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The Library of Congress, as authorized by Public Law 89-522, administers a national reading program for blind and physically handicapped residents
of the United States and for all U.S. citizens living abroad. Under the management of the National Library Service for the Blind and Physically Handicapped
(NLS), books and magazines in braille and recorded formats, as well as specially designed playback equipment, are produced and distributed through a
network of state and locally supported libraries. Program policy is to provide handicapped readers with access to a broad collection of general interest reading
material in adequate quantity and scope, in appropriate language and reading level, and with careful attention to quality control of all products. Advisory
committees, which include consumer and library representatives, provide recommendations for program additions and enhancements. In addition, research
and evaluation are conducted to improve the quality of books, equipment, and service.


To ensure the availability of a basic, high quality library service for eligible blind and physically handicapped individuals, the following management goals are represented in this fiscal 2001 budget request:

1. With cooperation from the network of librarians serving blind and physically handicapped individuals, the National Library Service
for the Blind and Physically Handicapped will strive to maintain current level of service to library patrons, while simultaneously
providing basic service to eligible individuals entering the program as new users;

2. Maintain a level of sound reproduction machines able to satisfy basic users' requirements while developing no waiting lines; and

3. Explore digital technological possibilities to the point of considering adaptations of a cost effective, efficient, internationally acceptable, user-friendly delivery system through implementation of the NISO/ANSI/ISO process.

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A free national library program of braille and recorded materials for blind and physically handicapped persons is administered by the National Library Service for the Blind and Physically Handicapped. NLS selects and produces full-length books and magazines in braille and on recorded disc and cassette. Reading materials are distributed to a cooperating network of regional and sub-regional (local) libraries where they are circulated to eligible borrowers. Reading materials and playback machines are sent to borrowers and returned to libraries by postage-free mail. Established by an act of Congress in 1931 to serve blind adults, the program was expanded in 1952 to include children, in 1962 to provide music materials, and again in 1966 to include individuals with other physical impairments that prevent the reading of standard print. In 1996, the U.S. Copyright Law was amended to allow NLS to produce audio and braille books without the requirement to gain permission from the copyright holder.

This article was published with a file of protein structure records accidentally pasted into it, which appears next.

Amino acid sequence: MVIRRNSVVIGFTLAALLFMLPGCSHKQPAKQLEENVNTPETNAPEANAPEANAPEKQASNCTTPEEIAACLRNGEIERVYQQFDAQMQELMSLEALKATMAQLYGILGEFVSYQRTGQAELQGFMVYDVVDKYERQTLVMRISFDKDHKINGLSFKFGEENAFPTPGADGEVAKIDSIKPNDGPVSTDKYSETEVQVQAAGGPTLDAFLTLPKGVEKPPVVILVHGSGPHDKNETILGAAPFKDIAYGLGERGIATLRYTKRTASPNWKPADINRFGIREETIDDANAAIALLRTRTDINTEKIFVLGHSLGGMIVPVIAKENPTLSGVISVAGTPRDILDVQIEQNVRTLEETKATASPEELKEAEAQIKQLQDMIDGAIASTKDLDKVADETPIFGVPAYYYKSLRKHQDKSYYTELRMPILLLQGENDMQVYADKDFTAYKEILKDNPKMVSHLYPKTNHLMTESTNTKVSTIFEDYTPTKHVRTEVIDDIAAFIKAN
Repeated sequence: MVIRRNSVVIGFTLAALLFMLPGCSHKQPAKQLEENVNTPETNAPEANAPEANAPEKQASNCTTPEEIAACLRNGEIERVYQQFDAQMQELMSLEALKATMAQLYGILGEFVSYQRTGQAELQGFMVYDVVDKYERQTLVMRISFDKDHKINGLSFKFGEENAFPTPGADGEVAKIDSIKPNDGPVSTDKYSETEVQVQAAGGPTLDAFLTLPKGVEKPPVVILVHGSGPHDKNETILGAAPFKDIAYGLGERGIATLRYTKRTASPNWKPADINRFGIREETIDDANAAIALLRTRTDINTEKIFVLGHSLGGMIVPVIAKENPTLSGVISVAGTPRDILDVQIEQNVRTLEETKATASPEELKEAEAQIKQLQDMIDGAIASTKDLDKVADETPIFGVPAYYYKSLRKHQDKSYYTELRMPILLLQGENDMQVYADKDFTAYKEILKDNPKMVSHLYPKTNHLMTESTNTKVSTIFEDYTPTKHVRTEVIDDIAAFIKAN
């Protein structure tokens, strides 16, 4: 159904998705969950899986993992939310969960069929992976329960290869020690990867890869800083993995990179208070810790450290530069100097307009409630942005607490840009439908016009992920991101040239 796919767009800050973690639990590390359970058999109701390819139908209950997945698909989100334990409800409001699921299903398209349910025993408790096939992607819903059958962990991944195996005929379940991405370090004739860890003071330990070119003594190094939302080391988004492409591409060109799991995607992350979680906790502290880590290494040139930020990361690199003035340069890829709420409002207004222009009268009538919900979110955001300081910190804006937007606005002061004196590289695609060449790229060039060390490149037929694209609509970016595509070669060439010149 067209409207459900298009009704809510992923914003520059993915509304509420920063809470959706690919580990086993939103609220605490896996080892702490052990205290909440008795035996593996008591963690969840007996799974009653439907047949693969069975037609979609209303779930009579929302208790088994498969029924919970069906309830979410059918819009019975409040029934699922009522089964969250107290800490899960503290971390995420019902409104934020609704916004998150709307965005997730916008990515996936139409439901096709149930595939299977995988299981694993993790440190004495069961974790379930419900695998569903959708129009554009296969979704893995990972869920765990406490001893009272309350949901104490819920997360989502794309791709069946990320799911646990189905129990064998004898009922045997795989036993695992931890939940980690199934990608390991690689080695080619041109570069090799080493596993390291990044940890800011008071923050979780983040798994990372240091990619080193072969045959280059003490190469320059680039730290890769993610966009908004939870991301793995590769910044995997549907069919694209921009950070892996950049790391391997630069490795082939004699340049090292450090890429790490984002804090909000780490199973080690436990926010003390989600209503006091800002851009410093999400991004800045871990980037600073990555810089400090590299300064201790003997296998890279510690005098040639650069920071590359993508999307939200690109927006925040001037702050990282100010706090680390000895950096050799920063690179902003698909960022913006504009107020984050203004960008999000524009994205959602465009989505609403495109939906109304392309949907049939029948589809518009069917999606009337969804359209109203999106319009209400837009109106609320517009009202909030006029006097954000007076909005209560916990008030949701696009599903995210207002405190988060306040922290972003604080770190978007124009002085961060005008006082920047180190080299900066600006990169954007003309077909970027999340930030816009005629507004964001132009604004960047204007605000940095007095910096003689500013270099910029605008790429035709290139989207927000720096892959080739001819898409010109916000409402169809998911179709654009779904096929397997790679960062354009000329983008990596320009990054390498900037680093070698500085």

Anyone who is unable to read or use standard printed materials as a result of temporary or permanent visual or physical limitations may receive service. A survey sponsored by NLS found that two million persons with some type of visual impairment may be eligible and another million with physical conditions such as paralysis, missing arms or hands, lack of muscle coordination, or prolonged weakness could benefit from the use of reading materials in recorded form.